"Through their work at the Aboriginal Women’s Action Network and a local rape crisis center, Cherry Smiley and Laura Holland are on the frontlines of helping girls and women escape the horrors of forced prostitution.
On a daily basis, they witness the despair and destruction of women targeted by pimps and johns who earn profits from their bodies. They see the gaping wounds and scars of women bruised and battered. They hear the stories of those trying to escape, and they help to provide hope and resources that can change a young girl’s life.
“Why is society not horrified by what is happening here? This is not child labor, it’s child rape, yet the authorities have done little to deal with the pimps and perpetrators,” said Smiley, an activist and artist who is part of AWAN’s collective of women volunteers and advocates.
“It’s disheartening to see the conditions in which they must live. We try to provide options for a way out, but it’s challenging. Escaping prostitution can involve getting clean from drugs, getting an education, and a decent place to live. Some of them make it and some don’t.”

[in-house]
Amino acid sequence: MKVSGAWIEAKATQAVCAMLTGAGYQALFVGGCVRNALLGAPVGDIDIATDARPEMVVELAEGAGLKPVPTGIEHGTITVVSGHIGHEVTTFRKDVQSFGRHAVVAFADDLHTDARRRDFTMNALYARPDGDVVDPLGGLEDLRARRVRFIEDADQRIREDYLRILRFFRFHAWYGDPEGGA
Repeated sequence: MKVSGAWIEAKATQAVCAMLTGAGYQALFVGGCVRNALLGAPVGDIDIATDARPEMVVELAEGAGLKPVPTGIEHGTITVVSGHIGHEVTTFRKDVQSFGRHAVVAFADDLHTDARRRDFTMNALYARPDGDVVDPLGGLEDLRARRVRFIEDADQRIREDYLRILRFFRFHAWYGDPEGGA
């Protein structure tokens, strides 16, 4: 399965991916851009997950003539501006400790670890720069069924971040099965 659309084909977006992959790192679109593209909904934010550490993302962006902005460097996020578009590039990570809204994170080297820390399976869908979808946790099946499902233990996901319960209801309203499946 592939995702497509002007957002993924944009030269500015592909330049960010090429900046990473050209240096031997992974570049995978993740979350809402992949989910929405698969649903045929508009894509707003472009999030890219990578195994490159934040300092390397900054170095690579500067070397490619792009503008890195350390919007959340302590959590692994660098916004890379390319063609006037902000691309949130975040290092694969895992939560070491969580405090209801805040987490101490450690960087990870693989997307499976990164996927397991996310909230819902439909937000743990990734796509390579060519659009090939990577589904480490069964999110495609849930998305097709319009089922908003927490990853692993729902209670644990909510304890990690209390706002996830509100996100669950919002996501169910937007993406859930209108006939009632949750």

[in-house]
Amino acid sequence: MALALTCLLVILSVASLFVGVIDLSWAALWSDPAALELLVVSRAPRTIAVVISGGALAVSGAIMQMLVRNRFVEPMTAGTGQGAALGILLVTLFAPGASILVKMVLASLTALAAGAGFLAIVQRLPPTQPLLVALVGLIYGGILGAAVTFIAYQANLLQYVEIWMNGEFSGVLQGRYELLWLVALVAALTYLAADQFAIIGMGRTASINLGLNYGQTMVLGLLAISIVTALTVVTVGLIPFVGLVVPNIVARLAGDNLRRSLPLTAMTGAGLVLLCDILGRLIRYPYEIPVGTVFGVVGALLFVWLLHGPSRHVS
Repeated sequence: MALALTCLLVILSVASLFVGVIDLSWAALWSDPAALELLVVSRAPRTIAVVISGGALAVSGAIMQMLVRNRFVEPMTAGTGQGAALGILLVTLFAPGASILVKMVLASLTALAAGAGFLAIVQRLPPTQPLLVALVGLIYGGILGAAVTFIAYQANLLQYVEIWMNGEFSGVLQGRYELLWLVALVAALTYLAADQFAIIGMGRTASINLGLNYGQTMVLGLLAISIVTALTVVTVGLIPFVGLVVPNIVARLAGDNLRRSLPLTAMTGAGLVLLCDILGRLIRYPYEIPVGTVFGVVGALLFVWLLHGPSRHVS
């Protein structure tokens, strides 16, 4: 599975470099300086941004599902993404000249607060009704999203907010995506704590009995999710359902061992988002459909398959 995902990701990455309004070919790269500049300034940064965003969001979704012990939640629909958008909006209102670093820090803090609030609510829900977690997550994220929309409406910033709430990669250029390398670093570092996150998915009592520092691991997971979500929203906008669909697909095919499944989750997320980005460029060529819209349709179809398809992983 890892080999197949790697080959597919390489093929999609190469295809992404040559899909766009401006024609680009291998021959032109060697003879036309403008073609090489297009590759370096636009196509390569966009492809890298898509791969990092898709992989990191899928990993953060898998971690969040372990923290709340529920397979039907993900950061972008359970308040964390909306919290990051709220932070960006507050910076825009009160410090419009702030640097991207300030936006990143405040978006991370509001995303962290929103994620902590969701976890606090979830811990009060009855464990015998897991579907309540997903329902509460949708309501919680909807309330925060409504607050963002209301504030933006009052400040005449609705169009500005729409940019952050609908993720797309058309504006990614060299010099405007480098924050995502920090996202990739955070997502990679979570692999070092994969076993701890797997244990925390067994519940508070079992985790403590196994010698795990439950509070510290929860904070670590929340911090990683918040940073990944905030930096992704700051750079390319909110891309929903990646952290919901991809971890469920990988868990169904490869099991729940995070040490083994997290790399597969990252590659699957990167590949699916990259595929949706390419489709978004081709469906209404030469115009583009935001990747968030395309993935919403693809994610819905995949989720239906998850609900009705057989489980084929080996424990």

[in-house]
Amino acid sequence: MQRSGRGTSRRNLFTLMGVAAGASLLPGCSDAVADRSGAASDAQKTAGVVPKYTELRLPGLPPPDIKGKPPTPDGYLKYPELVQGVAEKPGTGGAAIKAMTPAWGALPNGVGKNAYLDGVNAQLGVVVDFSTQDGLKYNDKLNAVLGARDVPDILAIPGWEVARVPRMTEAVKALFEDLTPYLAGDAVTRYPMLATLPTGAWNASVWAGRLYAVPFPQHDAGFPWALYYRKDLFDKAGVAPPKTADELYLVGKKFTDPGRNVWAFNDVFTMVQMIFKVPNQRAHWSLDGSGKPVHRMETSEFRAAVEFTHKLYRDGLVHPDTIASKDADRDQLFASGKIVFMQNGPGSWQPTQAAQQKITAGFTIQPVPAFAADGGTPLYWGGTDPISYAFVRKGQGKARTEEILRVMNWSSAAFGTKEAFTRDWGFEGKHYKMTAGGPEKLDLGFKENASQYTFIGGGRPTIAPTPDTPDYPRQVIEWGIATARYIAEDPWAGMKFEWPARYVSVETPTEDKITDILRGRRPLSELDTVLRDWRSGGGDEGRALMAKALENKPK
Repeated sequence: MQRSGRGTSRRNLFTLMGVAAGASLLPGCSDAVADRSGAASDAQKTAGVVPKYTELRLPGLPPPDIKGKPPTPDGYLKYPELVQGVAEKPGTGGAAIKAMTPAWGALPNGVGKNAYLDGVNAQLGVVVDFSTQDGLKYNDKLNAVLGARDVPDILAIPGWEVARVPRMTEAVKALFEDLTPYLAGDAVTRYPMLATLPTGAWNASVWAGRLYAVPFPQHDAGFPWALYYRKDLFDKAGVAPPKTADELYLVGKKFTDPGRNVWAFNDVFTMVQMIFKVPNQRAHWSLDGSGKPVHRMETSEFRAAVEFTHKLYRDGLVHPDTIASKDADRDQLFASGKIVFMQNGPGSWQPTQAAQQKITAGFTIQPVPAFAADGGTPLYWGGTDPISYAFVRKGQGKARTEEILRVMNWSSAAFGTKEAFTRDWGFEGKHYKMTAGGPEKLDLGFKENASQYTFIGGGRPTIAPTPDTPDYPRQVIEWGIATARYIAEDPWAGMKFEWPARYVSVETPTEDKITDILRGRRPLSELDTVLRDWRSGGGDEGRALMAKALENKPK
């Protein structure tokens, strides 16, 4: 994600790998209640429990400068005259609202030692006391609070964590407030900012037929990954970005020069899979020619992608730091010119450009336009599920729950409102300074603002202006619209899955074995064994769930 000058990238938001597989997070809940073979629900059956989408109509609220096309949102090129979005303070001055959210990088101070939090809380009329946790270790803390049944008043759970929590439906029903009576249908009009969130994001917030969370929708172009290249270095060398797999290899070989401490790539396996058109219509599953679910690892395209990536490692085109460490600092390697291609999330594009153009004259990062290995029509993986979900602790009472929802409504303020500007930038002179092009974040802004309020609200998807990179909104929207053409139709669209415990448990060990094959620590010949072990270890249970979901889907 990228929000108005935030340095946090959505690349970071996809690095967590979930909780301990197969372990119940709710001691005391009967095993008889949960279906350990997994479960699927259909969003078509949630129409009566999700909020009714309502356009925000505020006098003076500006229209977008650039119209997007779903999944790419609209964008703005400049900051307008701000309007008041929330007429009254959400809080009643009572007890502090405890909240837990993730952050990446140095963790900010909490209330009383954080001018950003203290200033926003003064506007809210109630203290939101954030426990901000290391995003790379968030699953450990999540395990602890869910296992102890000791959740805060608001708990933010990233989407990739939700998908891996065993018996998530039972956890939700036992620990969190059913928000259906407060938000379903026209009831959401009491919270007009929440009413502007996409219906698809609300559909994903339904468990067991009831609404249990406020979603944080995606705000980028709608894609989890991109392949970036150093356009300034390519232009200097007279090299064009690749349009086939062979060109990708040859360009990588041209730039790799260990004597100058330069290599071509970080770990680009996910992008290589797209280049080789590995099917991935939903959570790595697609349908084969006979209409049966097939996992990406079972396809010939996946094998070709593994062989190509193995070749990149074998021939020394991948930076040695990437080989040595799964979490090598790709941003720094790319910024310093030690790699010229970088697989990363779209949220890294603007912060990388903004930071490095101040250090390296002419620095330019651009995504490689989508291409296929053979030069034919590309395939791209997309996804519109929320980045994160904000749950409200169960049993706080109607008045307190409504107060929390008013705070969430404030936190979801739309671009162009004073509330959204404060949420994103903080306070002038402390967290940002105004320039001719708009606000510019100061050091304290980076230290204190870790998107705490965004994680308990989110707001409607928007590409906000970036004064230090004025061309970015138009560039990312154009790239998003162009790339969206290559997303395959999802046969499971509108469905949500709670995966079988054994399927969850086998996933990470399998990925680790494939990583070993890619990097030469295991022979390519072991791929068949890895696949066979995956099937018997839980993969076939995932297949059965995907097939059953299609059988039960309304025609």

Holland, who has worked with battered women for 25 years, provides a historical view that frames the role that churches and the Canadian government play in devaluing Native women.
“We are Canada’s first prostituted women. We know brothels were set up around trading posts and military posts to sexually service fur traders and military men. Then came the churches and residential schools where thousands of children were kidnapped and abused. Now the foster care system takes our children and places them with well-paid strangers. These systemic forces helped to create the devaluation towards First Nations peoples that has continued into today."
Get the Story:
Turning anger into action
(Indian Country Today 8/16)
Related Stories:ICT Series: Native women and girls exploited
(8/9) ICT Series: Native women and
girls exploited throughout Canada